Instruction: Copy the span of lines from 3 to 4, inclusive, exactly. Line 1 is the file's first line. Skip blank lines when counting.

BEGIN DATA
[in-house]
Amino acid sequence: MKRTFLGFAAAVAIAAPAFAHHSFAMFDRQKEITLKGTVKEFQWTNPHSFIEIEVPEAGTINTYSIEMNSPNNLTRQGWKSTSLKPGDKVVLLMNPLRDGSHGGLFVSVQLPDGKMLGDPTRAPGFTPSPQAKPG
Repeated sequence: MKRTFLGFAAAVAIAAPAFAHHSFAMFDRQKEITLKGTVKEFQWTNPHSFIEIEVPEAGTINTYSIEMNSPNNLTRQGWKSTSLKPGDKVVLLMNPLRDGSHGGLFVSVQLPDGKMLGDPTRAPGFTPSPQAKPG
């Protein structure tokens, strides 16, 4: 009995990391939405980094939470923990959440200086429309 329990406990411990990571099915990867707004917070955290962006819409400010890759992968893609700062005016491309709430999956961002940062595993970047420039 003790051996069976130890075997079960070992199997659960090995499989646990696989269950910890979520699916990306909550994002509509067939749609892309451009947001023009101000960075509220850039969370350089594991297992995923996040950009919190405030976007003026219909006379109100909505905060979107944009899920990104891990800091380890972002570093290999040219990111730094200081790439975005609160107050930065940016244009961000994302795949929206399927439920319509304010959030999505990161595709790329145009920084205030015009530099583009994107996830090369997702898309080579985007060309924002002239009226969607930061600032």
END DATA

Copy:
Repeated sequence: MKRTFLGFAAAVAIAAPAFAHHSFAMFDRQKEITLKGTVKEFQWTNPHSFIEIEVPEAGTINTYSIEMNSPNNLTRQGWKSTSLKPGDKVVLLMNPLRDGSHGGLFVSVQLPDGKMLGDPTRAPGFTPSPQAKPG
């Protein structure tokens, strides 16, 4: 009995990391939405980094939470923990959440200086429309 329990406990411990990571099915990867707004917070955290962006819409400010890759992968893609700062005016491309709430999956961002940062595993970047420039 003790051996069976130890075997079960070992199997659960090995499989646990696989269950910890979520699916990306909550994002509509067939749609892309451009947001023009101000960075509220850039969370350089594991297992995923996040950009919190405030976007003026219909006379109100909505905060979107944009899920990104891990800091380890972002570093290999040219990111730094200081790439975005609160107050930065940016244009961000994302795949929206399927439920319509304010959030999505990161595709790329145009920084205030015009530099583009994107996830090369997702898309080579985007060309924002002239009226969607930061600032």